June 22, 2021

Volume XI, Number 173

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June 21, 2021

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The False Claims Act Will Become an Important Weapon against Cybersecurity Breaches and Whistleblowers are Critical

In the most recent False Claims Act “State of the Union Address,” the Deputy Assistant Attorney General of the United States Department of Justice highlighted the importance of the False Claims Act as deterrence to cybersecurity breaches: “cybersecurity-related fraud is [an] area where we could see enhanced False Claims Act activity.  With the growing threat of cyberattacks, federal agencies are increasingly focused on the importance of robust cybersecurity protections.  Where such protections are a material requirement of payment or participation under a government program or contract, the knowing failure to include such protections could give rise to False Claims Act liability.”

Whistleblowers are vital to keeping Americans safe from cybersecurity attacks, and cybersecurity fraud and crime.  According to one estimate, the United States spends more than $19 Billion in taxpayer money on cybersecurity, including under lucrative government contracts and for increased security involving electronic health records.  For example, the United States contracts with numerous information and operation technology businesses.

Not surprisingly, to help the Justice Department ferret out fraud, the same official remarked, “Undoubtedly, the Department of Justice will continue to rely heavily on whistleblowers to help root out the misuse and abuse of taxpayer funds.”  Whistleblowers who are knowledgeable about kickback schemes in government contracting and electronic health records, security breaches in violation of contractual requirements, or the compromising of confidential health-protected information of patients, should report these breaches.

On the heels of the Justice Department observations, President Joseph Biden issued an Executive Order on “Improving the Nation’s Cybersecurity,” with the stated policy of prioritizing, preventing, detecting, assessing, and remediating cyber events, as necessary to our nation’s safety and economic well-being.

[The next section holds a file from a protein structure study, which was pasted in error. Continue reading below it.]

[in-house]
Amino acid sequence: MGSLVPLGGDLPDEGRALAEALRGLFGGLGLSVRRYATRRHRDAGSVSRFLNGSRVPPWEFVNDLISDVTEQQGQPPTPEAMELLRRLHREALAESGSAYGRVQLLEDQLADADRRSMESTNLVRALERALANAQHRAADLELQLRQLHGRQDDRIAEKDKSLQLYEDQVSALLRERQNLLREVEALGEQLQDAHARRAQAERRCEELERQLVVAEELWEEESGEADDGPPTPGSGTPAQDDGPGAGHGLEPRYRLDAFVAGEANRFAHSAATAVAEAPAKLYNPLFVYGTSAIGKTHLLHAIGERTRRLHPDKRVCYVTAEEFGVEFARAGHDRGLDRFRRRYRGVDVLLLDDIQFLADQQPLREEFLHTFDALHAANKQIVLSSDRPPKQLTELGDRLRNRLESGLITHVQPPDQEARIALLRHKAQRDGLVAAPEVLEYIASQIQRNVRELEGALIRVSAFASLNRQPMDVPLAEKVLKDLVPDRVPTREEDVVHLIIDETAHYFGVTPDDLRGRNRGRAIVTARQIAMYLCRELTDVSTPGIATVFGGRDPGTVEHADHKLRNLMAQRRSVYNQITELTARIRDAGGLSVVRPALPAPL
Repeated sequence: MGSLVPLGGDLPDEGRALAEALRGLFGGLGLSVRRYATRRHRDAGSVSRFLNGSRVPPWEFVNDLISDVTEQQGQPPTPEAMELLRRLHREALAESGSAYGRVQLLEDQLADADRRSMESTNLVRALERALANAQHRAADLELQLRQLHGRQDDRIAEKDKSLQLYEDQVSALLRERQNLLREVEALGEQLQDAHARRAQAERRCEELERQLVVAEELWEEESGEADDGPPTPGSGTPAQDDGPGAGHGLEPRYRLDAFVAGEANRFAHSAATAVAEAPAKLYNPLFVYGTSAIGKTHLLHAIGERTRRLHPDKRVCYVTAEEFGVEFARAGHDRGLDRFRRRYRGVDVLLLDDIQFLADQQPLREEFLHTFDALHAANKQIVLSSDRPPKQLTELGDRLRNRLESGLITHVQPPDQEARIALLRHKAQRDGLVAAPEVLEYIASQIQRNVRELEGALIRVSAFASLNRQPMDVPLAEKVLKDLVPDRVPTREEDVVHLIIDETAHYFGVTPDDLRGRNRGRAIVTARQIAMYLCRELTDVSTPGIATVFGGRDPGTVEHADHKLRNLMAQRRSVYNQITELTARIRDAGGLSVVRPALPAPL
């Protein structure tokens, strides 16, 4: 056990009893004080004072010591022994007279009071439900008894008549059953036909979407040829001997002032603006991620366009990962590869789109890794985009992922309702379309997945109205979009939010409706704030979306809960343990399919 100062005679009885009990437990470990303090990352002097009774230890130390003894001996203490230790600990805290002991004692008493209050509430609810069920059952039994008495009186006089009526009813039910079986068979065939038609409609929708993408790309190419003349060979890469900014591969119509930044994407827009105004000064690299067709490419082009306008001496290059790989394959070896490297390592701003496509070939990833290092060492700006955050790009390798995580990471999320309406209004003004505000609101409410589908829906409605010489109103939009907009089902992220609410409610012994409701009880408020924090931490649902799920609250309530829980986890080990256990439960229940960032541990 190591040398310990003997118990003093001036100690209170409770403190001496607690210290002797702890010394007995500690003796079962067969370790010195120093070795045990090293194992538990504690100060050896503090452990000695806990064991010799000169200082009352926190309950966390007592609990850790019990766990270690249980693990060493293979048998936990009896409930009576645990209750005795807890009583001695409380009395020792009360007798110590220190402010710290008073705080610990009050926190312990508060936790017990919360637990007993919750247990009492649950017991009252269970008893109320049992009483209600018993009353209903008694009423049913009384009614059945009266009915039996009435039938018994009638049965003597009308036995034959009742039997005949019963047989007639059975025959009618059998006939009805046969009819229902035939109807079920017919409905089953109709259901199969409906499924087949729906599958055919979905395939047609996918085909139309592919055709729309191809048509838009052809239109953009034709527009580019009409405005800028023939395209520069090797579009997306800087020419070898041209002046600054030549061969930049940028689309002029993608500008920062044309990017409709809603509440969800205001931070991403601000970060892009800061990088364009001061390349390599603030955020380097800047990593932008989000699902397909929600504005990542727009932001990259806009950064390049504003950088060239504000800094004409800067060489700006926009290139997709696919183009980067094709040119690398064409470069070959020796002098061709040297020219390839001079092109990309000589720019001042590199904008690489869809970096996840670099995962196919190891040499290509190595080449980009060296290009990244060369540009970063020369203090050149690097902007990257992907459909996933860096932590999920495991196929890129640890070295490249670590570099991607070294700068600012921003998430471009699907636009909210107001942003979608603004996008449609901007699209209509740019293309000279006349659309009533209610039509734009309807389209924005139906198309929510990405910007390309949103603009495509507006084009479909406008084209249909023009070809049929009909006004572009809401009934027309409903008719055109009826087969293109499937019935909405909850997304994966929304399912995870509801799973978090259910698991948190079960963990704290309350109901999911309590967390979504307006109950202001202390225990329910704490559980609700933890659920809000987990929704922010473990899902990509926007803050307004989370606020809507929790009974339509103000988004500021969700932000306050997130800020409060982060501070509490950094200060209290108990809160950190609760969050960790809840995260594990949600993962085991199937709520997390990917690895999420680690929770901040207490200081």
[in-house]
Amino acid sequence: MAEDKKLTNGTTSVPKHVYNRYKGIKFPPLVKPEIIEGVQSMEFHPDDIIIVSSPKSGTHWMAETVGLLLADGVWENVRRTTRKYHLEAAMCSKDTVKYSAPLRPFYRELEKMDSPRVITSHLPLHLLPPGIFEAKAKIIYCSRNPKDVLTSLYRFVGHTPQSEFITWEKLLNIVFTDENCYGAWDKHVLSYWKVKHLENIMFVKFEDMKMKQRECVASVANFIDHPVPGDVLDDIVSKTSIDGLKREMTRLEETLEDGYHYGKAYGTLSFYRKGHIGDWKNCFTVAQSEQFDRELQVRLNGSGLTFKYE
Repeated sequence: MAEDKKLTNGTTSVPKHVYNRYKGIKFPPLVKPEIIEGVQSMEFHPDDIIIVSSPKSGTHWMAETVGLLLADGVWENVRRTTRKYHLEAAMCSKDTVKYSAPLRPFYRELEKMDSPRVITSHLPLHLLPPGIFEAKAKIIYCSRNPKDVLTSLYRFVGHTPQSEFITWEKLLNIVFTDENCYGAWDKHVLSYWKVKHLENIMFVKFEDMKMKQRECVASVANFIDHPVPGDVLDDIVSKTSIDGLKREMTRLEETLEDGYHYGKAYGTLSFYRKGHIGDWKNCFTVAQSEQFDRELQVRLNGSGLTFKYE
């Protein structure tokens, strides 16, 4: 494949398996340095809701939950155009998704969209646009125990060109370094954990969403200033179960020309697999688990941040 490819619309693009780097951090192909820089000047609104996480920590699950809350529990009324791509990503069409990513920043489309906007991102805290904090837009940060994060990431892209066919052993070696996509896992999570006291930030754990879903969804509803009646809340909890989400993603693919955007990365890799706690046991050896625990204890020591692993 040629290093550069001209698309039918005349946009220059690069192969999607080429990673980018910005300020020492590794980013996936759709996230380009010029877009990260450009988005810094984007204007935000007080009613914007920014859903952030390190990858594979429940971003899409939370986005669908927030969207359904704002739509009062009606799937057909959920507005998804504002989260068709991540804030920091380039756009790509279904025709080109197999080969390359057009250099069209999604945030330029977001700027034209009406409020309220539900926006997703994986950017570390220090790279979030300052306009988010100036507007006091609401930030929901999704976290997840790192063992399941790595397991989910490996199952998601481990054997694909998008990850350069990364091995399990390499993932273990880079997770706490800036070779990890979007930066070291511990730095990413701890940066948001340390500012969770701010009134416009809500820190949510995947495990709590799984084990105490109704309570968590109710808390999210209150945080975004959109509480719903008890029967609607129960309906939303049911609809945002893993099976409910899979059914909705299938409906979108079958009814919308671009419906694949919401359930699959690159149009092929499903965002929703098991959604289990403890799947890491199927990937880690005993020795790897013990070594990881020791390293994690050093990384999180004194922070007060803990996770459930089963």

As a result of the President’s priority, False Claims Act scrutiny is likely to increase as private developers, funded by taxpayers, provide digital infrastructure to create enhanced national cybersecurity systems.  The Executive Order is driven, in part, by the recent hack to SolarWinds Corp.’s software that that jeopardized the networks of several federal agencies coupled with the ransomware attack on a major fuel supply pipeline.  President Biden has asked Congress to earmark at least $1.3 Billion toward cybersecurity measures.  The False Claims Act can and will act as a safeguard to ensure that these federal taxpayer dollars are properly spent for their intended purposes.

Under the whistleblower (qui tam) provisions of the False Claims Act, private parties known as “relators” can sue on behalf of the government for false claims and may receive a 15% to 25% of the settlement amount paid to the government.  Whistleblowers are protected against retaliation under the whistleblower provisions of the False Claims Act.

© 2021 by Tycko & Zavareei LLPNational Law Review, Volume XI, Number 138
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About this Author

Jonathan K. Tycko leads the Whistleblower Practice Group of Tycko & Zavareei LLP

In recent years, the laws of the United States have undergone a whistleblower revolution. Federal and state governments now offer substantial monetary awards to individuals who come forward with information about fraud on government programs, tax fraud, securities fraud, and fraud involving the banking industry. Whistleblowers also now have important legal protections, designed to prevent retaliation and blacklisting.

The law firm of Tycko & Zavareei LLP works on the cutting edge of this whistleblower revolution, taking on even the most complex and confidential whistleblower...

202-973-0900
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